Q: We’ve all been fixated on the Synod, but we never seem to have heard much about Synods in the Church before…. What kind of authority does a Synod actually have? And how is this one any different from Synods in the past? –Sharon
A: There’s no question that the 2015 Ordinary General Synod, which just finished, received a tremendous amount of attention from both Catholics and non-Catholics. As we well know, the event was covered by both journalists and pseudo-journalists, many of whom hoped breathlessly that the Church would finally permit divorced and remarried Catholics to receive the Eucharist (see “Divorced Catholics and the Eucharist” for a more in-depth discussion of this question), and “update” its approach to homosexuality (“Can Homosexual Men be Ordained to the Priesthood?” addresses church teaching on this issue in a particular context).
But just what is a Synod, anyway? And does a Synod have the power to change Catholic moral teaching? Preferring to concentrate on their own agenda, the media have generally overlooked these fundamental questions—and yet it’s impossible to appreciate what the Synod was doing, and had the authority to do, without first understanding the answers. So let’s take a look.
To begin with, the existence of the Synod of Bishops as an entity within the Catholic Church is relatively new, having its origin in Pope Paul VI’s 1965 motu proprio document Apostolica Sollicitudo (AS). Issued at the start of the final session of the Second Vatican Council, this document states that the Pope felt keenly “the very heavy responsibility that has been laid upon Us as universal Shepherd,” and had found during the Council that the Church had benefitted “as a result of Our close collaboration with the bishops.” It was his perceived need for counsel and assistance from bishops around the world that led Pope Paul to establish the Synod of Bishops in the Church.
AS immediately set out the parameters of what a Synod would be able to do:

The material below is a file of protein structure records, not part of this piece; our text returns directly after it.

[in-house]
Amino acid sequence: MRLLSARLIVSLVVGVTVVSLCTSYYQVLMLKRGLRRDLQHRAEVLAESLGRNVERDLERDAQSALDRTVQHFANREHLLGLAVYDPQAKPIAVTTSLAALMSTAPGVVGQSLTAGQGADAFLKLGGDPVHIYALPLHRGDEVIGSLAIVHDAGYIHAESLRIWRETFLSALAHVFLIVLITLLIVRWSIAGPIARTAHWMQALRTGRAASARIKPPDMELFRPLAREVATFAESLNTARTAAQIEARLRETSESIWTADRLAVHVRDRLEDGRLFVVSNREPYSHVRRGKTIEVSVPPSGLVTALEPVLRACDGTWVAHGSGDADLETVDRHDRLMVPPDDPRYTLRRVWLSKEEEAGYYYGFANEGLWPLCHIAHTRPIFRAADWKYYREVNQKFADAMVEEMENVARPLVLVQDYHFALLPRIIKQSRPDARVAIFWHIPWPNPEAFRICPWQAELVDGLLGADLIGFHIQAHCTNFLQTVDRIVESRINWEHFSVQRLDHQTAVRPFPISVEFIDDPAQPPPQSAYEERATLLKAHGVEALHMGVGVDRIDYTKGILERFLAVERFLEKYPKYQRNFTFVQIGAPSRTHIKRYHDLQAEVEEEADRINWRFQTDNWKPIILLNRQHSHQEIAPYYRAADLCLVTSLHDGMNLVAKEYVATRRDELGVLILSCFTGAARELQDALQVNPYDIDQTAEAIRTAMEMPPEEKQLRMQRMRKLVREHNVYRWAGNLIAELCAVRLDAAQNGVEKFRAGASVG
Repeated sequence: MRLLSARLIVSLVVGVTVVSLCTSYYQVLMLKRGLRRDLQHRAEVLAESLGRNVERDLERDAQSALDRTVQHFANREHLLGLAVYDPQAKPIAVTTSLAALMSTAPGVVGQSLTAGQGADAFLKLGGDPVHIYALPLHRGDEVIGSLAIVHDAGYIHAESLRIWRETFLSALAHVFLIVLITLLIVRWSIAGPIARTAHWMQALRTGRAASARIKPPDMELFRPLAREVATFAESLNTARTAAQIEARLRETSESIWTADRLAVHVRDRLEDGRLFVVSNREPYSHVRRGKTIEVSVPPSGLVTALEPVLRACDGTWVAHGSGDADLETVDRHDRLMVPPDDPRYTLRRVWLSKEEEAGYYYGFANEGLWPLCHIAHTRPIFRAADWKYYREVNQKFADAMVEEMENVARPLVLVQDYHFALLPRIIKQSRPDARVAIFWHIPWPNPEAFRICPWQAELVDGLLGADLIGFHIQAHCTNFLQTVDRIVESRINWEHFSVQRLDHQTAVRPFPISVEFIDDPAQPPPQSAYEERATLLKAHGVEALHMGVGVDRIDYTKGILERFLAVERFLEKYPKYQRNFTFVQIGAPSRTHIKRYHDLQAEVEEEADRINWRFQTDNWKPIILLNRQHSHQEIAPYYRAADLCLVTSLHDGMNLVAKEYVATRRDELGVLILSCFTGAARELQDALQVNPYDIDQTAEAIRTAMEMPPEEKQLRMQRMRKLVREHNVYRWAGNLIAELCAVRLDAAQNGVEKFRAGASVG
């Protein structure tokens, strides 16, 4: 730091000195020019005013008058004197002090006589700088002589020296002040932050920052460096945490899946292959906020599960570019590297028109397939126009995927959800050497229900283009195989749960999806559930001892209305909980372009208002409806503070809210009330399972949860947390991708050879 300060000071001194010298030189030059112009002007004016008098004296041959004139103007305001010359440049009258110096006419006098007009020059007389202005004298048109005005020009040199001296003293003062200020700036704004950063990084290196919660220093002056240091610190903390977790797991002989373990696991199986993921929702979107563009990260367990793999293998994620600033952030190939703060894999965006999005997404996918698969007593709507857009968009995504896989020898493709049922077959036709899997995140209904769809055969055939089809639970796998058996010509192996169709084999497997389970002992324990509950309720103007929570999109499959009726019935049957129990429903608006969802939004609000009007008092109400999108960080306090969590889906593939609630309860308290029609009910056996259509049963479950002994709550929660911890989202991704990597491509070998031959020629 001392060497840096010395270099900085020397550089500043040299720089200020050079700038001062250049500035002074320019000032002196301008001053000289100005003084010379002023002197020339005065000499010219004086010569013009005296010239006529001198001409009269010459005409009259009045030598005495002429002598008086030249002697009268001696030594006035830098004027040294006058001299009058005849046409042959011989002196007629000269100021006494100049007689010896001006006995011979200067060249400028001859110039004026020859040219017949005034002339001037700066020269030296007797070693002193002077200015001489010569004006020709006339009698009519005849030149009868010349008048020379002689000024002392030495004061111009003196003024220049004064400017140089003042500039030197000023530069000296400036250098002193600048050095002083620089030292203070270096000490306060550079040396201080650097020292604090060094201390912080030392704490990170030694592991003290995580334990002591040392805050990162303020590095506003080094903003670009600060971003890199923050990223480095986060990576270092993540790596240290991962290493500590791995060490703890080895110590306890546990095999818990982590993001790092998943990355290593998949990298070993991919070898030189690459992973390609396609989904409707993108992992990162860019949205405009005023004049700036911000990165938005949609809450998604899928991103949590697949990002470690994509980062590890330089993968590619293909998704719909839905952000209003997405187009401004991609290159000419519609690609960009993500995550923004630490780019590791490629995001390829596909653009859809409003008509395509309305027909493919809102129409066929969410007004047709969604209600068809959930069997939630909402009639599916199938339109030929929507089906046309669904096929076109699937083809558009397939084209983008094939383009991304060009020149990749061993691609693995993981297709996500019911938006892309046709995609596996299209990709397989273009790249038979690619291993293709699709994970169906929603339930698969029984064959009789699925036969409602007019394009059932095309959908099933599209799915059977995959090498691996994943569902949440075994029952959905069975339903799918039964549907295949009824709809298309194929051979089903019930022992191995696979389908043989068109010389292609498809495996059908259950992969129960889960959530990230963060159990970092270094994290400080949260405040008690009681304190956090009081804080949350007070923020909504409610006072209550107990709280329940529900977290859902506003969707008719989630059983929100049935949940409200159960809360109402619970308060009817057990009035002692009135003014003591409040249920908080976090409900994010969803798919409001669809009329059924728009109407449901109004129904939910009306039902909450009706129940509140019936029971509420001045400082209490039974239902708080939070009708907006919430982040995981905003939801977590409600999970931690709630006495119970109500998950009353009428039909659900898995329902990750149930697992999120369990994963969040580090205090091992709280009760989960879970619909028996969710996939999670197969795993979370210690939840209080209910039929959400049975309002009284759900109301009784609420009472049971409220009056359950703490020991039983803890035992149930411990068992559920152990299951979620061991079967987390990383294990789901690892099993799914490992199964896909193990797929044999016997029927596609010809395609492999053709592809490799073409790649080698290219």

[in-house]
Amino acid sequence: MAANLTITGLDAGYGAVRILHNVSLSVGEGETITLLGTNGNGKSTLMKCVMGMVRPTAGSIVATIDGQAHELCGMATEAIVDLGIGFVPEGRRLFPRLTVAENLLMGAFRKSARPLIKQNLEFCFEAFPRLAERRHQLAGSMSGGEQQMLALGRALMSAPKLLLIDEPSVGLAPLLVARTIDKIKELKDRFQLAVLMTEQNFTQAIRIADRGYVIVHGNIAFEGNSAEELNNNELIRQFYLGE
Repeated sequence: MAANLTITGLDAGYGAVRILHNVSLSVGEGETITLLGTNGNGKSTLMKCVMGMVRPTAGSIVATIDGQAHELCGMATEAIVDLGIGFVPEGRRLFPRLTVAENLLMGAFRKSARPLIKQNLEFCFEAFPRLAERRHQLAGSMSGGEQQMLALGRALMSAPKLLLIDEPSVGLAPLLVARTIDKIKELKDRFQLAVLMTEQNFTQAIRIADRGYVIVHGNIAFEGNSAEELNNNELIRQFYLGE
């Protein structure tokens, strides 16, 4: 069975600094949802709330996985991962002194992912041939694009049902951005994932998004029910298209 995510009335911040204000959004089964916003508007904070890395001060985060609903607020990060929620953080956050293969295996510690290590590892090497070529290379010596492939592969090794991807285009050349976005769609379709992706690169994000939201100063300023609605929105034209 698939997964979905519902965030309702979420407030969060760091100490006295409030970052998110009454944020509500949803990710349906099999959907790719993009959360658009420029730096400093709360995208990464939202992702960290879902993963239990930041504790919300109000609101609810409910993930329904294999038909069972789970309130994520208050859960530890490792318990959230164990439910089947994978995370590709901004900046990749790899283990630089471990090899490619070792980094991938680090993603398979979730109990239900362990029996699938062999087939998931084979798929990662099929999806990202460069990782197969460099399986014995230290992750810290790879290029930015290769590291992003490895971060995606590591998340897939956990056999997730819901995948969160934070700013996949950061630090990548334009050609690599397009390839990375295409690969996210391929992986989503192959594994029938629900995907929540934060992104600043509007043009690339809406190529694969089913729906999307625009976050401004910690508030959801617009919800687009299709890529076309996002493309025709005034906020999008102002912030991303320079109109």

The Synod of Bishops has, of its very nature, the function of providing information and offering advice. It can also enjoy the power of making decisions when such power is conferred upon it by the Roman Pontiff; in this case, it belongs to him to ratify the decisions of the Synod. (AS II)
The 1983 Code of Canon Law contains the substance of this statement in canon 343. It declares that the Synod of Bishops is to discuss the matters proposed to it, and set forth recommendations—adding that it is not the function of a Synod to settle matters, or to make decrees, unless the Pope has given it this power in certain cases. Finally, echoing the language of AS quoted above, canon 343 states that if the Pope gives the Synod this power, he has to ratify the decisions the Synod makes.
As we can see, the very definition of a Synod of Bishops, contained in both this canon and AS, immediately tells us not only what it is, but also what it is not. The bishops at the Synod are to provide information, offer advice and make recommendations—they cannot resolve problems or make decisions themselves unless the Pope has given them the specific authority to do this. In short, the Synod of Bishops is nothing without the Pope!
Given the Catholic Church’s teaching about the papacy, this is not surprising. The Pope is, as per canon 331, the head of the College of Bishops, the Vicar of Christ, and the Pastor of the Universal Church here on earth, with supreme, full, immediate and universal ordinary power in the Church. In short, he’s the boss, and nobody on this planet can overrule him. (See “Are There Any Limitations on the Power of the Pope?” for more on this.) Thus it’s impossible, practically speaking, for the Synod of Bishops—or any other church entity, for that matter!—to make a decision affecting the Church, without the Pope’s authorization and approval.
In fact, the Synod cannot even meet unless and until the Pope says so. Canon 344 tells us the Synod is directly under the authority of the Pope, and it’s the Pope’s prerogative to convene the Synod whenever he sees fit, and even to determine where it will meet (c. 344 n. 1). It is up to the Pope to designate who will be members of the Synod (n. 2), to determine what the Synod is going to talk about (n. 4), and finally to conclude or dissolve the Synod when he decides it’s finished (n. 6). In a nutshell, a Synod of Bishops can’t do a blessed thing unless the Pope first gives it the green light!